On Boris Johnson’s first trip to meet Joe Biden in Washington, the prime minister was on a charm offensive as he attempts to nurture the special relationship despite their political differences.
Biden has been sceptical about Johnson, partly because of the prime minister’s comments from 2016 claiming that Barack Obama had a bust of Churchill removed from the White House because, Johnson said, of “the part-Kenyan president’s ancestral dislike of the British empire”.
But since Biden came to power the two men have struck a cordial tone, finding common ground on the Aukus defence pact and the climate crisis, though dividing lines between the US Democrat and British Conservative remain.
Johnson made clear en route to the US that he wanted to galvanise action towards a successful outcome at the Cop26 climate summit in Glasgow in November – a goal shared by Biden. In particular, the UK was hoping for more progress towards the target of $100bn in climate finance for developing countries, set more than a decade ago.
The prime minister suggested there was only a 60% chance the target would be met before the summit, but the odds were significantly shortened after Biden announced on Tuesday that he was doubling the US’s contribution to $11.2bn. Johnson welcomed Biden’s climate funding pledge as a “very good start” that took them “a long way towards the goal”.
With many countries yet to announce fresh emissions reduction targets, and no confirmation that the Chinese president, Xi Jinping, will attend the summit in person, Biden and Johnson are likely to discuss how best to secure a deal that keeps a 1.5C limit on global heating within reach.
While their politics are radically different, Johnson has stressed that both men would like to spark a “green industrial revolution”, tackling the climate crisis while creating hundreds of thousands of jobs in clean energy.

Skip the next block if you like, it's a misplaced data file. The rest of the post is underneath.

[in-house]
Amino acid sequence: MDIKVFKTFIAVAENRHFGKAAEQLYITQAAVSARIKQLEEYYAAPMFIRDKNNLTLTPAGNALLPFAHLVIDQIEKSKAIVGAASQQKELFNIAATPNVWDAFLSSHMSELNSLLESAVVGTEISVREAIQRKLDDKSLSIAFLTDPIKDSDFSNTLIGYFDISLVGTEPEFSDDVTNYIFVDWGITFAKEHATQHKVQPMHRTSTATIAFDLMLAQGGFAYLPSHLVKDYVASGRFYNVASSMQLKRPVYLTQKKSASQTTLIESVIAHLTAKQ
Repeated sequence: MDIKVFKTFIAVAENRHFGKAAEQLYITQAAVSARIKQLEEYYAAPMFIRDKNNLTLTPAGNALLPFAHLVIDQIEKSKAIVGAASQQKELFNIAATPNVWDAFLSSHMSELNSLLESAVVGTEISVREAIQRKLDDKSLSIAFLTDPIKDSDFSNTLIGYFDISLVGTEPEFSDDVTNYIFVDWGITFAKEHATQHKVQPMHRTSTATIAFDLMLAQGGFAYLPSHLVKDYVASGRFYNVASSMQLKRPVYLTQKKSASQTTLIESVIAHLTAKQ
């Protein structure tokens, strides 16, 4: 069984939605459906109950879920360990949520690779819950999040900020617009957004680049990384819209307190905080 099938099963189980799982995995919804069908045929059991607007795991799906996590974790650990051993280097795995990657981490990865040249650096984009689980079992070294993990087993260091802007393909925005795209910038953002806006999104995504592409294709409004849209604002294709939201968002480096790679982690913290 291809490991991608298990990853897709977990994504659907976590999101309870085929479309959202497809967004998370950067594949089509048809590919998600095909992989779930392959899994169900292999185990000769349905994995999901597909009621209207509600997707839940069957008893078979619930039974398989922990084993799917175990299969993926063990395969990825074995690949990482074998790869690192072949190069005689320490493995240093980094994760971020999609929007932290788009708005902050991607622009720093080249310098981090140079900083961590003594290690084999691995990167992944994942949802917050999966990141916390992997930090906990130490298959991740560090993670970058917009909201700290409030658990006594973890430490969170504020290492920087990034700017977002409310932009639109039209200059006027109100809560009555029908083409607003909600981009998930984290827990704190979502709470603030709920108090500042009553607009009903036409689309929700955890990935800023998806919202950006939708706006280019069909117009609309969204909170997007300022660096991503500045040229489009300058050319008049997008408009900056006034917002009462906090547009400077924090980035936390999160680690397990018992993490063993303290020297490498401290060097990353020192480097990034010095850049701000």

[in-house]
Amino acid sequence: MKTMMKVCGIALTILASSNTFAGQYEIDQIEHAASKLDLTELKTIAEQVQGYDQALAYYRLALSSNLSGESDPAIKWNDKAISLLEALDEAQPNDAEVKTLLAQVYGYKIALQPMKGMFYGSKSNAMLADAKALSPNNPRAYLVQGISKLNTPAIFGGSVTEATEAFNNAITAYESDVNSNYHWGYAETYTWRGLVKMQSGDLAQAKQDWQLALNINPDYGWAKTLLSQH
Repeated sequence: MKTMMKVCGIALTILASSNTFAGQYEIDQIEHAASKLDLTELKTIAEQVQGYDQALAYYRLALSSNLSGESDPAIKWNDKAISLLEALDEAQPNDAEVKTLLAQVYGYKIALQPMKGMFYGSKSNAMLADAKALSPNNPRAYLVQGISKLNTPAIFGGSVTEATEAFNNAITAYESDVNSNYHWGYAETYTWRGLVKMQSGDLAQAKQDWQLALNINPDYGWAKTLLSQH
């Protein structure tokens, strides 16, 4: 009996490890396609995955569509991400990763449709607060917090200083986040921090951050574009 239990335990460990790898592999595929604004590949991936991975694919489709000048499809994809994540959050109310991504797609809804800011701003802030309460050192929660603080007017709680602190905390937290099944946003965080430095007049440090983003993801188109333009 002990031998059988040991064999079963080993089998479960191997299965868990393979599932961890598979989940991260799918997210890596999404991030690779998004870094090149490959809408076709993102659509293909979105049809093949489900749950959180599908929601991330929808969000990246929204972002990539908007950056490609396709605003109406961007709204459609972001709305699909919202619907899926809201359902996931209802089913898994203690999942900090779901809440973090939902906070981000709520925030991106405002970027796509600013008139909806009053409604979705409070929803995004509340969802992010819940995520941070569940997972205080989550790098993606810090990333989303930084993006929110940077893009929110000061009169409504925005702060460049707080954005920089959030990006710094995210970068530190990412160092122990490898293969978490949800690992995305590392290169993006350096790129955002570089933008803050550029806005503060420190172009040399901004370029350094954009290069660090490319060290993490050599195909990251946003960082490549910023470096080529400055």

The fraught withdrawal from Afghanistan raised profound questions about the relationship between the US and the UK, with London apparently kept in the dark about Washington’s intentions at key moments in the crisis.
The prime minister was forced to resort to publicly lobbying Biden to delay the US departure to allow more time for the evacuation to take place – a request that fell on deaf ears.
The two men are unlikely to have dwelt on past misunderstandings, instead focusing on discussing how to deal with the new Taliban government and whether a humanitarian crisis in the region can be averted.
The US, UK and Australia blindsided allies by announcing Aukus, a defence and security alliance for the Indo-China region. France reacted with fury, withdrawing its ambassadors from Washington and Canberra for consultation – pointedly leaving out the UK, which it has dismissed as the “fifth wheel” in the alliance.
Johnson is keen to show the pact is more than an attempt to placate Washington and reflects the UK’s strategic interests. Biden is hawkish on China, and eager for the world’s democracies to form fresh alliances – he will host a virtual “leaders’ summit for democracy” in December.
Johnson echoed that approach by inviting countries including Australia, India and South Korea to the G7 summit in Cornwall in June, making a wider group that the UK has suggested could be a “D10” of major democracies. After meeting Biden, Johnson was due to dine with the Australian prime minister, Scott Morrison, to hail the Aukus deal.
Downing Street had been frustrated by the US travel ban applying to the UK, and lobbied for change. But it appeared to be blindsided by Monday’s announcement that the US would lift the ban for the UK and many other countries.
Fully vaccinated people will now be able to travel to the US without having to quarantine, but key details of the policy remain ambiguous, including whether the US will accept the AstraZeneca vaccine and whether children will be exempted.
Johnson was expected to press Biden on these questions on Tuesday, but No 10 was pleased that the overarching restrictions are being ditched. The UK has sought to claim some of the credit for the change of policy, pointing to a bilateral travel taskforce that has met since the summer, but the new regime applies equally to scores of countries.